snag


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snag

1. a small loop or hole in a fabric caused by a sharp object
2. Engineering a projection that brings to a stop a sliding or rotating component
3. Chiefly US and Canadian a tree stump in a riverbed that is dangerous to navigation
4. US and Canadian a standing dead tree, esp one used as a perch by an eagle

snag

[snag]
(forestry)
A standing dead tree.

snag

An unserviceability or a fault condition in an aircraft or equipment.

snag

References in periodicals archive ?
Ibrahim Baraka, director of Al Shula School in Sharjah, said the exams went off smoothly after the students were given printed question papers and they wrote the answers on the sheets, so that the electronic snag didn't affect them.
"Workers now have lots of options to pick up shifts -- Instacart, TaskRabbit, Postmates, Lyft," said Peter Harrison, chief executive of Snag, the parent company of Snag Work, which says it has 2.1 million active users.
The consequences for low-wage workers could be far-reaching, labour advocates said, if companies like Snag Work encourage businesses to hire temporary workers at the expense of permanent employees.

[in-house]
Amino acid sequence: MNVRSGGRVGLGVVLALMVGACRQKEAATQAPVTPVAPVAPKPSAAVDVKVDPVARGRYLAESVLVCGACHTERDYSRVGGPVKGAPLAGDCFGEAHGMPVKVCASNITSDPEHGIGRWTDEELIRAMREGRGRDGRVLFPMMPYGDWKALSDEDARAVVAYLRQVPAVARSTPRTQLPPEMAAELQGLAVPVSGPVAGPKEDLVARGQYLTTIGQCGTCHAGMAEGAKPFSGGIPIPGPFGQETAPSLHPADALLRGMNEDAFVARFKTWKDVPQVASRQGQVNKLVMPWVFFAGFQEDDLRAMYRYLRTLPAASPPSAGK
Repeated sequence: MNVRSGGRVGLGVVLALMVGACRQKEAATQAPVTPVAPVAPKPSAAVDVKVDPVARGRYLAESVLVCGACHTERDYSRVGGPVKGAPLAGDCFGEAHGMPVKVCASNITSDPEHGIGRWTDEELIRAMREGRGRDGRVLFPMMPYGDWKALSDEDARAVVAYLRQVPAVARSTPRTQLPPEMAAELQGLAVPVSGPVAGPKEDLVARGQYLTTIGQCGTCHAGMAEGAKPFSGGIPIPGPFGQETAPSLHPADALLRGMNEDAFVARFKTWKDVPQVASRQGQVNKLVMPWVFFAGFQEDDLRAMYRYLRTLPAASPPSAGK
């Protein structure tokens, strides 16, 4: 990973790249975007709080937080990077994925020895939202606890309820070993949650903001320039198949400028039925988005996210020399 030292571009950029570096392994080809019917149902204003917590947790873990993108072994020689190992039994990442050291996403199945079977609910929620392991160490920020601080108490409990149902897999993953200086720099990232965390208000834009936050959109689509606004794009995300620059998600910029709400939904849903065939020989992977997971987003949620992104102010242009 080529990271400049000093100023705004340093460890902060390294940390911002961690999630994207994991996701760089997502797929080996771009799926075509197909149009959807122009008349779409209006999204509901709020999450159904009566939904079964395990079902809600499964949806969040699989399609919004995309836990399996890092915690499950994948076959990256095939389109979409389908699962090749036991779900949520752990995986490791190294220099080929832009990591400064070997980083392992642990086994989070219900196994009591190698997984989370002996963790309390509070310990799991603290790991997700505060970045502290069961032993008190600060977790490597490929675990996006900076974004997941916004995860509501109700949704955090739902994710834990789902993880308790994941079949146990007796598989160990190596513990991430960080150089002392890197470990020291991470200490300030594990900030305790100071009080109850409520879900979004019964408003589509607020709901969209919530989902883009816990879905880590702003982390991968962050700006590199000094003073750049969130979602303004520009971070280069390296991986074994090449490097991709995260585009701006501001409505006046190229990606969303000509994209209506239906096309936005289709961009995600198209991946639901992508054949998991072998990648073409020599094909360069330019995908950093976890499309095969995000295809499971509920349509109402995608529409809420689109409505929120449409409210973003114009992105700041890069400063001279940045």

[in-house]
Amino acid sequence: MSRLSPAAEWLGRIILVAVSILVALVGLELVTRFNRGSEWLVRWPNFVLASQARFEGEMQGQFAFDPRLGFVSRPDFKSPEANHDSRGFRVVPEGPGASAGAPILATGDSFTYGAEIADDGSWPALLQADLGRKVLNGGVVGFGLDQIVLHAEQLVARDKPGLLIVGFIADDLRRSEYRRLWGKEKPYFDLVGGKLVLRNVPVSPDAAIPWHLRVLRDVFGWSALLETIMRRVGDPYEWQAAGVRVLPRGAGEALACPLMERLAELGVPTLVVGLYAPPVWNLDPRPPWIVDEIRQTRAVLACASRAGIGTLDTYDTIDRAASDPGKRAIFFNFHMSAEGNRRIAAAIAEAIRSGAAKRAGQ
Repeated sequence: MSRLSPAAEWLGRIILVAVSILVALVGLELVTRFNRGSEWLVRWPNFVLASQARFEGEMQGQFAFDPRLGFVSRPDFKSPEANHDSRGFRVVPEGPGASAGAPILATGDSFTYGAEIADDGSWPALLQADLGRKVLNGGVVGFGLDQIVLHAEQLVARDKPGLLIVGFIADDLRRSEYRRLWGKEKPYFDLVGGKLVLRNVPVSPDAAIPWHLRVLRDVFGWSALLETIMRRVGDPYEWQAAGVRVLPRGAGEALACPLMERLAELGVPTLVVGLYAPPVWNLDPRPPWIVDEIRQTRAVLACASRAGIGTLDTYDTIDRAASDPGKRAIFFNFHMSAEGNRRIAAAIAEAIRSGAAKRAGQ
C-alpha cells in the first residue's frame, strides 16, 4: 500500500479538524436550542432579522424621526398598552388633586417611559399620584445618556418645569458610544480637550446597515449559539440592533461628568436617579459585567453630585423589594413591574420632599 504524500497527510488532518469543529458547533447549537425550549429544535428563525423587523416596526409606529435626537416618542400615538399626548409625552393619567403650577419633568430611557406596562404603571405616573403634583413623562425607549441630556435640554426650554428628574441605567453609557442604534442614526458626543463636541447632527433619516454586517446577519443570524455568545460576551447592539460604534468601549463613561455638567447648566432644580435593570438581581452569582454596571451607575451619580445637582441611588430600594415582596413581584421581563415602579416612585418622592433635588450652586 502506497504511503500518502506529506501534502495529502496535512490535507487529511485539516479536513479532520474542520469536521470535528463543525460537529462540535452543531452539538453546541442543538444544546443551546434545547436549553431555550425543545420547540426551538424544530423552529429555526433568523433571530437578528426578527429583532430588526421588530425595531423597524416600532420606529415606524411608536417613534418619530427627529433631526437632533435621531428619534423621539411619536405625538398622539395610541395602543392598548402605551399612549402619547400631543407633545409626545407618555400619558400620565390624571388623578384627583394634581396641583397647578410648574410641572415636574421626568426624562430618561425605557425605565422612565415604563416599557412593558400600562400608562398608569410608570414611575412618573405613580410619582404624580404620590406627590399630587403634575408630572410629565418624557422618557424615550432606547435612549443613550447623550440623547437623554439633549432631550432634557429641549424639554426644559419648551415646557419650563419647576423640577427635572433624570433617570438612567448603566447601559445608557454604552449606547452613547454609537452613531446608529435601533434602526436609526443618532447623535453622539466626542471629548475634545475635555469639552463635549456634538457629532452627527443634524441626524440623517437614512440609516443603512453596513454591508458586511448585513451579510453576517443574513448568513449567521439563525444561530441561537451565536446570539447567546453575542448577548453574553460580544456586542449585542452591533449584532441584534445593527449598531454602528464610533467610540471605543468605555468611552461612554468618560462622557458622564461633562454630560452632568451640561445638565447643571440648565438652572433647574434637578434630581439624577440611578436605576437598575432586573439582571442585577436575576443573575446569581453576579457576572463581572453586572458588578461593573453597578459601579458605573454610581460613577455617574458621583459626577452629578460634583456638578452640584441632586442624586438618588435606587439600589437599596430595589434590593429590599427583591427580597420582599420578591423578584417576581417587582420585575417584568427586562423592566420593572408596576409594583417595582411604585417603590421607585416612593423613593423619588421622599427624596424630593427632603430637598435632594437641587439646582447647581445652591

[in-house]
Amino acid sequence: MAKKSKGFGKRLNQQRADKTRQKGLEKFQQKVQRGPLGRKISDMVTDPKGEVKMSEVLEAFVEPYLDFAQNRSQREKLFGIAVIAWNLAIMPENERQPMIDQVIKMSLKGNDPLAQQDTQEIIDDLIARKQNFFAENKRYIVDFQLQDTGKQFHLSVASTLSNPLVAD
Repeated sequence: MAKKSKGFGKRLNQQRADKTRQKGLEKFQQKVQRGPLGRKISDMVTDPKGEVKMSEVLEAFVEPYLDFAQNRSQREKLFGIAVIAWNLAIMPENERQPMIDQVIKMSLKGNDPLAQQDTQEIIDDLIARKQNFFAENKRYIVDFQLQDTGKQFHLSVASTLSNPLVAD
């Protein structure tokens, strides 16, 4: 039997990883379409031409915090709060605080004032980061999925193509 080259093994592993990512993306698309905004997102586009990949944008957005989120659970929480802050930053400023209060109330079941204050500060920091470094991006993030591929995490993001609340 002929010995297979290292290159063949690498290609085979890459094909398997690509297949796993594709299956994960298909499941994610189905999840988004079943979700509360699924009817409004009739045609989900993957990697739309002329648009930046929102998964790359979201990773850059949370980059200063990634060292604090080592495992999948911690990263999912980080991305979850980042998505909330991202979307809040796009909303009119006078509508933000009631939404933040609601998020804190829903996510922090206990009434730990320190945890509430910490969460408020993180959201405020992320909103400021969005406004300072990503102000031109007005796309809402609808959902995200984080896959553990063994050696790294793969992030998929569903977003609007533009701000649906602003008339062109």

As most snags occur while lures are moving forward, lure knockers strike their target front-to-back with a motion intended to push the bait away from its entrapment.
Twenty patients in group A were treated with Mulligan SNAGs and 17 patients in group B with McKenzie EEP for four weeks at two session per week and single session per day.
The flight AI 143, a Boeing 787 Dreamliner, got delayed due to the snag and that apparently angered the pilot.
Built around a highly skeletonized mag pouch of plastic or kydex-type material, it has a metal clip and a nifty "snag" protrusion that's the magic of it all.
Global Banking News-August 21, 2013--Nykredit sees snag in Basel's net stable funding ratio(C)2013 ENPublishing - http://www.enpublishing.co.uk
Surprised customers, who dialled the bank's call centre to enquire about the strange deposits, were told that it was a technical snag.
At each nest tree or snag (hereafter nest substrate) I recorded habitat variables that included the nest substrate species, decay class Types 1-4 (defined in Table 1; Kozma 2009), height (m), dbh (cm), cavity height (m), slope (%), canopy cover (%), shrub height (m), and presence of fungal fruiting bodies (hereafter conks) on the nest substrate.